The Australian Tax Office (ATO) portal appears to have crashed on Wednesday morning, the first day of the new financial year.
Wednesday 1 July marks the first day Australians in need can access the second batch of early superannuation, meaning they can apply to withdraw another $10,000 from their nest egg.
Also read: 2 million Aussies at risk of $12k fine
According to outage tracking website, Down Detector, MyGov - which is the login service for access to taxpayers’ personal ATO account - has been experiencing outages all morning but began to increase in severity around 8am AEST.
Yahoo Finance attempted to log on but was also met with a system error.
“An error has occurred,” the website reads.
“The Australian Taxation Office (ATO) system has encountered any unexpected error while processing your request.”
Other users reported an error sign explaining the ATO was experiencing a “high volume of traffic”.
OK NOW AT LEAST I AM GETTING SAME MESSAGE pic.twitter.com/74yB2zYwTW— STIVETTE BROWNHOLLOW (@Stivette) June 30, 2020
Australians took to Twitter to complain of the outage, with one person saying they had been “trying for hours”.
In a statement to Yahoo Finance, an ATO spokesperson said the office is aware of issues with its systems.
“We are investigating this as a priority, and our technicians are working to resolve the issue. If you are experiencing issues, there's no need to call and report it.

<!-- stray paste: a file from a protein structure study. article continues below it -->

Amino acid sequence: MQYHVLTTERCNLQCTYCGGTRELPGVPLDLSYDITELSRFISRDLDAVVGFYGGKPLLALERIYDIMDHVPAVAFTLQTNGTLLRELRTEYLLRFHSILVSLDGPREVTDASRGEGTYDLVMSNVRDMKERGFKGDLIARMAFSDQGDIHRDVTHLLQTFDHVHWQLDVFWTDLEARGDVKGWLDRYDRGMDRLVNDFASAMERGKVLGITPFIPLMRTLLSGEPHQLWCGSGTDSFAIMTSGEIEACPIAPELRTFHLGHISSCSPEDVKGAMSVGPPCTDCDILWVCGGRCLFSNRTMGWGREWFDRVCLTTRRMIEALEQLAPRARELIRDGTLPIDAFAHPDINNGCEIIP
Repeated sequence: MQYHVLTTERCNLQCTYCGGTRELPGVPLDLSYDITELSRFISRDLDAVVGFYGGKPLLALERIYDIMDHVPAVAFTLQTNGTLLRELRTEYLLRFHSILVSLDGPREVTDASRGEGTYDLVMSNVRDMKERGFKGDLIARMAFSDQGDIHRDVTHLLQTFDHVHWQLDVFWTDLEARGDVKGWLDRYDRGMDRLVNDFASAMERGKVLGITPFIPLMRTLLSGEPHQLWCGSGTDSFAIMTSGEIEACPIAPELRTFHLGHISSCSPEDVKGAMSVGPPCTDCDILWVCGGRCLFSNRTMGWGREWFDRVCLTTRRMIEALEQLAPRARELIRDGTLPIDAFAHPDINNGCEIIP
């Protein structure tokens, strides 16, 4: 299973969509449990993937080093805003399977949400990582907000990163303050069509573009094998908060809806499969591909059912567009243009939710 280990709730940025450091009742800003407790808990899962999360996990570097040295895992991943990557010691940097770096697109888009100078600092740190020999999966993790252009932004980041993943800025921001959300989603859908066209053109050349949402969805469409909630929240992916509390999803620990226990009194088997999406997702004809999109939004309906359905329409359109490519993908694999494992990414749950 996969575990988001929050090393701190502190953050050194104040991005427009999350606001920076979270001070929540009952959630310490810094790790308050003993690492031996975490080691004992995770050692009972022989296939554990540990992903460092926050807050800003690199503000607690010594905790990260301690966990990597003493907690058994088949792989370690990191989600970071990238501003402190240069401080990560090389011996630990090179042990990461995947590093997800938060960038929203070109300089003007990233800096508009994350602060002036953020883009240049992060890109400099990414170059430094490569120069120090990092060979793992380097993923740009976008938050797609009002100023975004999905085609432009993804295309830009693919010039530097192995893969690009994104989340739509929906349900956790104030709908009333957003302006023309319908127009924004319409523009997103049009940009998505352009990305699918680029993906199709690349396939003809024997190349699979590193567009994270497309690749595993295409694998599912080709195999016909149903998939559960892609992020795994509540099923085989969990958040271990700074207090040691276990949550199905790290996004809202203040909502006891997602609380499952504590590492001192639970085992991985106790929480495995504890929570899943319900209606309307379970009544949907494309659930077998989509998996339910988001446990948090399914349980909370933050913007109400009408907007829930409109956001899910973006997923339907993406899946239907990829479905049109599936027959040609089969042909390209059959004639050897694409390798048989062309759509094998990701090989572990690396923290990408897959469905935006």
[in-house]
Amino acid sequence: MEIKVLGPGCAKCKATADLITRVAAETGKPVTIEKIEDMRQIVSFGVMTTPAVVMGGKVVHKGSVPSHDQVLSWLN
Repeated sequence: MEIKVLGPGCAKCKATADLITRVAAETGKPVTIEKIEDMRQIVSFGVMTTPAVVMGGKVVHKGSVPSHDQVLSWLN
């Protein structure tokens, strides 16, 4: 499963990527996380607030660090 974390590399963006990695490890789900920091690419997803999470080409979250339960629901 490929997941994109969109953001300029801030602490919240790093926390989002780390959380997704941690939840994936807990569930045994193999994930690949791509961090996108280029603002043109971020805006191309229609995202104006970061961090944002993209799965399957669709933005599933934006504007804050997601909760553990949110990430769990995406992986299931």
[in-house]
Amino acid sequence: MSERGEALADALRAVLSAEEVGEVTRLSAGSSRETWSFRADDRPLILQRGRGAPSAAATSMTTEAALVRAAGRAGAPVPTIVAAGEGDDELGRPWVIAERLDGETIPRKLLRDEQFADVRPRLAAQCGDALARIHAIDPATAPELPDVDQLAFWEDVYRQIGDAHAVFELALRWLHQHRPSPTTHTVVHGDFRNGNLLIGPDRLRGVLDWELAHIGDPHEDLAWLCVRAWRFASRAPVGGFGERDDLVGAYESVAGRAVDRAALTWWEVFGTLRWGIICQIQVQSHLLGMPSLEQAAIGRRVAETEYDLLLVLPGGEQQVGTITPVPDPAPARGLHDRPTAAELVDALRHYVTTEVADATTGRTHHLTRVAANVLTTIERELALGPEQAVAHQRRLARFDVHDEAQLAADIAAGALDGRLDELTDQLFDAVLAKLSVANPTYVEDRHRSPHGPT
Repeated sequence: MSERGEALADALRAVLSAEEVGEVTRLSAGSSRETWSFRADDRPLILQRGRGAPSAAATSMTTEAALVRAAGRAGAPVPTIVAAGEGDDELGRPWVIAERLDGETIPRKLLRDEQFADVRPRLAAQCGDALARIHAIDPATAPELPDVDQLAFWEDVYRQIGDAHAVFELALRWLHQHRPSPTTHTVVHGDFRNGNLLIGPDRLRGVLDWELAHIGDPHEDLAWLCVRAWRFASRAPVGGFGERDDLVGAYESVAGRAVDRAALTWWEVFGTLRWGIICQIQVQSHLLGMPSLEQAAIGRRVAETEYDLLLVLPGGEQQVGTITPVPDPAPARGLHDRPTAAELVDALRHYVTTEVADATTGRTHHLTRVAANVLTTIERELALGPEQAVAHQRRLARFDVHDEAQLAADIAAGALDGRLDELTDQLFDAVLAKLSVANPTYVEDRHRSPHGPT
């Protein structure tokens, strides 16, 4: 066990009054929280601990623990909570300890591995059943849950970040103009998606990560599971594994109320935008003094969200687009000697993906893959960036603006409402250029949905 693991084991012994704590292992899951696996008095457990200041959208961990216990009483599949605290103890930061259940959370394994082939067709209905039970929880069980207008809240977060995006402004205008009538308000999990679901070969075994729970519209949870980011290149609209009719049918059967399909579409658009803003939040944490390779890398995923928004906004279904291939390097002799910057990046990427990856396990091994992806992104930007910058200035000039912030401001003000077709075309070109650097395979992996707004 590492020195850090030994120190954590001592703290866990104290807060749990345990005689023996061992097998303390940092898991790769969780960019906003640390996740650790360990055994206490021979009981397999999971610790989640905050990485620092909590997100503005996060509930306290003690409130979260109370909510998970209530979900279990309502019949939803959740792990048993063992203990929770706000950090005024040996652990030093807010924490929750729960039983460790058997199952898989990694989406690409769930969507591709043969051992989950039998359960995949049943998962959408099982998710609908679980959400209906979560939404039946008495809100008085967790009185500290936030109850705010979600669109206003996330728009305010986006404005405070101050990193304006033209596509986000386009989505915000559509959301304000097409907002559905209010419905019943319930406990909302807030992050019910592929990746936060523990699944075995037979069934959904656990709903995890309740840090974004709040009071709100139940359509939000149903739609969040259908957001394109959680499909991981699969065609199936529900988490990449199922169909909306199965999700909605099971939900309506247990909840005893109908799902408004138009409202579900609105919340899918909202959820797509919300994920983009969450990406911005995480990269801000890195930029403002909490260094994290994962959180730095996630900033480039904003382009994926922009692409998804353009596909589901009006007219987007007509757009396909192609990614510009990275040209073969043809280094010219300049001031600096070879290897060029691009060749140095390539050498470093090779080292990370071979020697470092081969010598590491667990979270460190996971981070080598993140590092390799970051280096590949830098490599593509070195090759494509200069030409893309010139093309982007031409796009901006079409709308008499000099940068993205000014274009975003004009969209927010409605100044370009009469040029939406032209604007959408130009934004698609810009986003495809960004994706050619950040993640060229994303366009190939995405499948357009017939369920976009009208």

We appreciate your patience at this time.
More than 2 million Australians raided their super earlier this year as the government opened up early access eligibility to those suffering financial hardship.
However the ATO has warned that those who accessed their super without meeting the eligibility rules face paying tax on the amount and even copping $12,600 fines.
“If you are unable to demonstrate your eligibility when we ask for evidence, we may revoke the determination that we issued in respect to your application. This means the amount paid to you under Covid-19 early release of super will become assessable income [and]need to be included in your tax return and you will pay tax on the released amount,” the ATO said in June.
The ATO has also warned Australians against lodging their tax returns too early as incomplete information can hamper and delay the process.
“We often see people too eager to get a tax refund making obvious mistakes, which can either delay processing the tax return or result in a bill later on,” ATO assistant commissioner Karen Foat said.
“It’s important to check that your employer has finalised the information in your income statement and it is marked as ‘tax ready’ before you lodge.”